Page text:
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How to budget

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Piggy bank
Sticking to a budget is the key to managing your finances, but it can sometimes seem like an overwhelming task. Here, we've teamed up with Jasmine Birtles, founder of moneymagpie.com, to help you keep your budget simple!

Why should I budget?

Budgeting is the foundation for money management. Once you know what you've got coming in and going out then you can work out for yourself what money you've got to play with and what extra money you need to earn to have a fun life and spend on things that you really want.

How do I put together a budget?

Whether you chose to use an online budget calculator, an excel spreadsheet or just get a bit of paper and write it down, it doesn't matter.

Step 1: In one column, write down all the income you have - including jobs and benefits and add these up.
Step 2: In another column, write all the things you have to spend on - including bills, mortgage and food shopping. The more detailed you are the better, but don't let that put you off. Even if you just have a rough idea of what's going in and coming out, that'll give you a ball park figure.
Step 3: Take away what you spend from your income. What you've got left is your money to play with - but you should think about savings and investments too.

How much should I be saving and investing?

Having money left over to save might seem like a luxury, but it really is worth doing to protect yourself if something unexpected happens, like you lose your job or your car breaks down and is expensive to repair.

In an ideal world, you should have 3 times your monthly outgoings set aside in a savings account, so if it costs you £1,000 a month to pay your mortgage, food and travel and so on, then you'd have £3,000 set aside.

And although retirement might seem like a long way off at the moment, you should also set up a standing order to go regularly either into a pension or something else that's for your retirement (such as a Stocks and Shares ISA).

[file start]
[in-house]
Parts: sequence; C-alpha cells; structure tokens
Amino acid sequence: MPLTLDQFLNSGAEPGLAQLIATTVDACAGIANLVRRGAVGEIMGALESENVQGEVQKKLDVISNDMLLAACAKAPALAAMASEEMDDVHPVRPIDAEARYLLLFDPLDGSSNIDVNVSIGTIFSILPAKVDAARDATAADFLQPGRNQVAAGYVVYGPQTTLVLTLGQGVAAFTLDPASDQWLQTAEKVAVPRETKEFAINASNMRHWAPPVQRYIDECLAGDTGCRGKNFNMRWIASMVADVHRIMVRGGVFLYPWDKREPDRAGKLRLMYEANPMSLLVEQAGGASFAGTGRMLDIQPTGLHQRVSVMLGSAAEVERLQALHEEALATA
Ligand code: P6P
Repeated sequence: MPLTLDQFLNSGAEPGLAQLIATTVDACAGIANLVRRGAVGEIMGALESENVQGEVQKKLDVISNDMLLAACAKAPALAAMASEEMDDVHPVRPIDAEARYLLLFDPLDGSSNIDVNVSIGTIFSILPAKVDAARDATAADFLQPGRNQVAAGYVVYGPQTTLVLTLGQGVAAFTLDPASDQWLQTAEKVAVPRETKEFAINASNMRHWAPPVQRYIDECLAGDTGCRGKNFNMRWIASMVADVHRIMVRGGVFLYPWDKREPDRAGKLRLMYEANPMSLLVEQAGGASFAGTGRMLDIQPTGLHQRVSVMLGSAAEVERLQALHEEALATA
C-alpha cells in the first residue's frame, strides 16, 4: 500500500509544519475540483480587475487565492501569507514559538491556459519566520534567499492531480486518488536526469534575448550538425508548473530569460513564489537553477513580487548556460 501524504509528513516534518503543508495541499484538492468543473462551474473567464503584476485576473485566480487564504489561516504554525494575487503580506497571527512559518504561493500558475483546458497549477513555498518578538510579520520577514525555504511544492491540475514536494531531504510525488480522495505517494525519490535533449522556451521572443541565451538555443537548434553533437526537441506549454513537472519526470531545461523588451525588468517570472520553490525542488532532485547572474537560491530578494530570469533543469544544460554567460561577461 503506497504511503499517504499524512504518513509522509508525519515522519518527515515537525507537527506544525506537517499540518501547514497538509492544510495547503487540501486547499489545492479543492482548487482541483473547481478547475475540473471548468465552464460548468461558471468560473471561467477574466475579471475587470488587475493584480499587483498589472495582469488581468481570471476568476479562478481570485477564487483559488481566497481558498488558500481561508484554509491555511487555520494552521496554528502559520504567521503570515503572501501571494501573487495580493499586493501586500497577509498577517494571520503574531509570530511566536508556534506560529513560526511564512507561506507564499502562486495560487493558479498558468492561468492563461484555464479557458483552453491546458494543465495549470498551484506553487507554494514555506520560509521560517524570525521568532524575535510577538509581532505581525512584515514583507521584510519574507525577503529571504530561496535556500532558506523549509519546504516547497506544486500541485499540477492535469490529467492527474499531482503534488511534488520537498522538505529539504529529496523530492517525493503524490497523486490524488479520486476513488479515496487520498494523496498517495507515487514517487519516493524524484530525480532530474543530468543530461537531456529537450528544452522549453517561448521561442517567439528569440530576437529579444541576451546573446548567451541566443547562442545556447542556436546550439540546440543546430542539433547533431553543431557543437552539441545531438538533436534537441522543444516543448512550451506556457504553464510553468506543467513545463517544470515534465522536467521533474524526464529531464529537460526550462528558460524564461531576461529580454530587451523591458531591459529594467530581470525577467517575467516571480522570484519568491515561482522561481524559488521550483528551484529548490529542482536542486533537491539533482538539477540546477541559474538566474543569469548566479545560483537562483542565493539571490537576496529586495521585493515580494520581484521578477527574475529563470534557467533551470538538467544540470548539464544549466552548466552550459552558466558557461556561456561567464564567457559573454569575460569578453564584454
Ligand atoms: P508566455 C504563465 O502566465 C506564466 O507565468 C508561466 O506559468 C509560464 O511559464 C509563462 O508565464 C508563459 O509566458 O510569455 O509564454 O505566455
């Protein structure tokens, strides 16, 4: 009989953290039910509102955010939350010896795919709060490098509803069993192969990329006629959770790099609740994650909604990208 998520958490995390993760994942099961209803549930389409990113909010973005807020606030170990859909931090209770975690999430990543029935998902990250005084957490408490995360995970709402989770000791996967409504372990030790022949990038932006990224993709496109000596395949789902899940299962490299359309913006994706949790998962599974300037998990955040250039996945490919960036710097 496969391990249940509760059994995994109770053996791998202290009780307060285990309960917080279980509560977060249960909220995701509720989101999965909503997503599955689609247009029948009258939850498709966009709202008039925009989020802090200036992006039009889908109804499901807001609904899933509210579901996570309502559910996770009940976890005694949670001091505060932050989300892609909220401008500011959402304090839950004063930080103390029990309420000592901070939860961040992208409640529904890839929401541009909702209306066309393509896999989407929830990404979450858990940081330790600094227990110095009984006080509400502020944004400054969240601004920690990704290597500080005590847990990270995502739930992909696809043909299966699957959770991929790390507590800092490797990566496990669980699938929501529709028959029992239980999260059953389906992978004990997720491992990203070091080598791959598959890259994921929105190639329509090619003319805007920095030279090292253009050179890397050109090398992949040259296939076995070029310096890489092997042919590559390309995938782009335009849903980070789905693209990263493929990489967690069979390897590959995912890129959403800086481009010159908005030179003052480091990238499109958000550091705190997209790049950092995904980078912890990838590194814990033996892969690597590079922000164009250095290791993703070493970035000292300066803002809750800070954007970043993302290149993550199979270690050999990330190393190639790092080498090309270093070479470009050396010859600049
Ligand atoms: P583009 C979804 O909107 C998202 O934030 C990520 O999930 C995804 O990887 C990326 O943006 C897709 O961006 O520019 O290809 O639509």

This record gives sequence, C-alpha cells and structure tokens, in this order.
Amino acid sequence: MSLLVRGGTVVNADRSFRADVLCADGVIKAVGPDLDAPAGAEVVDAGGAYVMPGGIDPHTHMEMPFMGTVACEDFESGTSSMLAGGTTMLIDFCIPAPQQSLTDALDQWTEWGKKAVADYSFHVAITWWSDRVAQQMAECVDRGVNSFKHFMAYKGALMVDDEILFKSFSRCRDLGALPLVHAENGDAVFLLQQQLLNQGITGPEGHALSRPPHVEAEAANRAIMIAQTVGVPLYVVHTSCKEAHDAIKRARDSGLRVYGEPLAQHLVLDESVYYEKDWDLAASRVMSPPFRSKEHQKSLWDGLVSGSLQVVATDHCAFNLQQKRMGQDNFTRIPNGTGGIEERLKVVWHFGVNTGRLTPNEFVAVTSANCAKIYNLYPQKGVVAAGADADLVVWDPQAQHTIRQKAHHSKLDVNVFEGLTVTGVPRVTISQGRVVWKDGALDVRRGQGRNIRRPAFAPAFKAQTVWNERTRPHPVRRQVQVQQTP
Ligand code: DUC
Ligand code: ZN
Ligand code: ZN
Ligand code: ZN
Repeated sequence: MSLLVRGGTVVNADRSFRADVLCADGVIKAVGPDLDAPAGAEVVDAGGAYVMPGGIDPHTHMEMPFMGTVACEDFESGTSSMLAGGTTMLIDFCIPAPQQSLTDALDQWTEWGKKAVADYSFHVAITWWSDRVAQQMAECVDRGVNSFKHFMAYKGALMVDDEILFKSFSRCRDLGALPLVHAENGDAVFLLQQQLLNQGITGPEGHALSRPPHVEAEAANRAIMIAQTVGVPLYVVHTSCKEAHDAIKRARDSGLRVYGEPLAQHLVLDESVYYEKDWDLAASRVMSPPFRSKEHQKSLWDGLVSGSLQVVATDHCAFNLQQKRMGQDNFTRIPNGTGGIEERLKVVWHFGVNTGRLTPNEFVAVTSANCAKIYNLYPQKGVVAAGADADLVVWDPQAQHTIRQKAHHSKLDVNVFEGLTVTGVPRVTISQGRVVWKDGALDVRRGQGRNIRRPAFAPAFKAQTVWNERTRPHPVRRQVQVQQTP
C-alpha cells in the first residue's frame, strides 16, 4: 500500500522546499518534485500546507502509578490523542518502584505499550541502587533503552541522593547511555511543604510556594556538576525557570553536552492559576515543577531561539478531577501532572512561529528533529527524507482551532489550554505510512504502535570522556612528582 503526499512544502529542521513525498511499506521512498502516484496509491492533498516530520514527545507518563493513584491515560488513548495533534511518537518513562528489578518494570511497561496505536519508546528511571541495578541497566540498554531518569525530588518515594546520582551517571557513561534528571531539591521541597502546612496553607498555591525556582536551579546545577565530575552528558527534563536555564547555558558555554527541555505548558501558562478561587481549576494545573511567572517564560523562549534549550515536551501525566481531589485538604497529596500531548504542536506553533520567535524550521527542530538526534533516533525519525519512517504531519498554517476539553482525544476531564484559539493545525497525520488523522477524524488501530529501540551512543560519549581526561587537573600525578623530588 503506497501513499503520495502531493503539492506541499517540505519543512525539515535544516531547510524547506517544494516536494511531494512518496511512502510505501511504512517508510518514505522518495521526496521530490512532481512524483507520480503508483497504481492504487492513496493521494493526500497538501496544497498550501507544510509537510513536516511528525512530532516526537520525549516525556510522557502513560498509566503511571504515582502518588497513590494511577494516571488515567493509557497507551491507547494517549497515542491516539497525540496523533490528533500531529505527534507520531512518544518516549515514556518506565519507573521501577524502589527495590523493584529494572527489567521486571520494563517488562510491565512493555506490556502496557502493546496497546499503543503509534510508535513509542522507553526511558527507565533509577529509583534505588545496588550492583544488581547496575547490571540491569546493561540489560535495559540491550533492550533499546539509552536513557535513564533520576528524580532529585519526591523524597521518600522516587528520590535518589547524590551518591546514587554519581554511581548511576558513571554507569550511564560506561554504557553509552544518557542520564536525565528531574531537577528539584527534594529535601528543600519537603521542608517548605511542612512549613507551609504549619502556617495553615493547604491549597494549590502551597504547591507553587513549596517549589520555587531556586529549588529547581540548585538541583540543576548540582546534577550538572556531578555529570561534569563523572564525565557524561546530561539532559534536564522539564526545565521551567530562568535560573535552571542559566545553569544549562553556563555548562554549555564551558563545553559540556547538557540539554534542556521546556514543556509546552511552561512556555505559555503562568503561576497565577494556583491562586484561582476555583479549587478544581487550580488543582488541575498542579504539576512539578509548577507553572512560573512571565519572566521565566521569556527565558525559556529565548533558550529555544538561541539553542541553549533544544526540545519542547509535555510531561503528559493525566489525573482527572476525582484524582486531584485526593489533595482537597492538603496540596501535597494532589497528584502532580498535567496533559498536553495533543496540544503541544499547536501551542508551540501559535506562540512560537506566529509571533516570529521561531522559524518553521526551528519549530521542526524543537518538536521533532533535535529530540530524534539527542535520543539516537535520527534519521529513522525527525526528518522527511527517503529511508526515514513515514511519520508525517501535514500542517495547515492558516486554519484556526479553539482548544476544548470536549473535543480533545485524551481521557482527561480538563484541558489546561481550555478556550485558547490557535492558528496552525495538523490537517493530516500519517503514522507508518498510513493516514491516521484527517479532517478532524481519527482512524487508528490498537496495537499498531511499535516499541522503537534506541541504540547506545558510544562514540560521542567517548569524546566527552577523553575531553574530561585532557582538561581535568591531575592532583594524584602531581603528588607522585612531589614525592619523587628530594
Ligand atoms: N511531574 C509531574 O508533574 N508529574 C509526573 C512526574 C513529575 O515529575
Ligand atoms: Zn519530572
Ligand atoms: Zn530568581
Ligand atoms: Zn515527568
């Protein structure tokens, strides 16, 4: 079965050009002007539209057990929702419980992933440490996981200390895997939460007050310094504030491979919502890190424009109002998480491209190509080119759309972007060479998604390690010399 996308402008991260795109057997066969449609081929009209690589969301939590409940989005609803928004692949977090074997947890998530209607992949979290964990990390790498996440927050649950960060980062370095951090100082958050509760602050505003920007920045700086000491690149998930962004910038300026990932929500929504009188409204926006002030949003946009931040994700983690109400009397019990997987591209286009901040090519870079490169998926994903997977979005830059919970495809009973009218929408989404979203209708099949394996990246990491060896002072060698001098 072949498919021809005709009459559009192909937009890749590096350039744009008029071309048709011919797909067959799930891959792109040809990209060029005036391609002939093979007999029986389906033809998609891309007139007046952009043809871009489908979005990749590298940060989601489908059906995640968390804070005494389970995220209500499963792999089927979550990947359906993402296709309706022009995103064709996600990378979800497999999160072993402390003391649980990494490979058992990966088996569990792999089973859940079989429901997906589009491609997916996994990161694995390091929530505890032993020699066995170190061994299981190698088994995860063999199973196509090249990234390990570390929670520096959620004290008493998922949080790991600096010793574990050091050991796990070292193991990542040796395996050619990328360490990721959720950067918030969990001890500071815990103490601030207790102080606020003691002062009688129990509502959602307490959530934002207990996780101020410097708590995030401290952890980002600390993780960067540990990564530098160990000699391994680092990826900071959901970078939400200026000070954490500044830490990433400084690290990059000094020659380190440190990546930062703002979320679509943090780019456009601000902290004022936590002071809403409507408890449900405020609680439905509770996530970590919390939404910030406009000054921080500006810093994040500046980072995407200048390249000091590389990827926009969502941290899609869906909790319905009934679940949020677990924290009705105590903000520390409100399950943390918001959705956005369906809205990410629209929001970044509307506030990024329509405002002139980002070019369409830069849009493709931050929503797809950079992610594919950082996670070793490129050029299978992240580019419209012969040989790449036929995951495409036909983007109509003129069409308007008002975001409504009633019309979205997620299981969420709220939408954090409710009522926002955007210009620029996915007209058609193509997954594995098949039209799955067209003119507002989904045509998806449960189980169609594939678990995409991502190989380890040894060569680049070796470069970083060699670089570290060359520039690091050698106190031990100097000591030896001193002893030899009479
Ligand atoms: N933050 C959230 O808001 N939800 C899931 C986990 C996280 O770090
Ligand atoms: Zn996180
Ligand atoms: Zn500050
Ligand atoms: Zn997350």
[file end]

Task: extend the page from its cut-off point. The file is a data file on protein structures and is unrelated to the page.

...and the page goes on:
Set these up for just after when you get paid and say to yourself, 'I'm going to pay myself first.'

How do I deal with big expenses like holidays and Christmas within a budget?

Again, it's not a bad idea to set up another savings account. You could even have a separate one for holiday and for Christmas and transfer money into them every month.

Alternatively, you could do something like collecting all your £2 coins in a jar and having that as your Christmas or holiday money. It doesn't matter how you do it, just whatever works for you for short term savings.

How often should I re-visit my budget?

Only around once a year, unless your circumstances are changing (such as you've got a new job or you're having a baby).

What if I can't work out where my money goes?

It's a good idea to do a spending diary for about a month and write down everything you spend. It's a great way to see where you're wasting money - maybe you'll find you're over spending on snacks, or cups of tea or takeaways. Do it on an Excel Spreadsheet or just on a piece of paper if you prefer. If the idea of doing it for a month is too daunting, just a week or 2 is better than nothing!

It's actually not a bad idea to do one of these every 2 or 3 years anyway, just to help you keep track of your spending.

I know what my budget is, but I just can't stick to it. Help!

Firstly, cut up your credit cards. And don't even use your debit cards, just use cash. When you know how much you can spend each week, take that money out in cash at the beginning of the week and just spend that. It really focuses your mind to see the cash going out of your hand.

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Where to next?

- More from moneymagpie.com
- How to save money on food
- More money-saving tips

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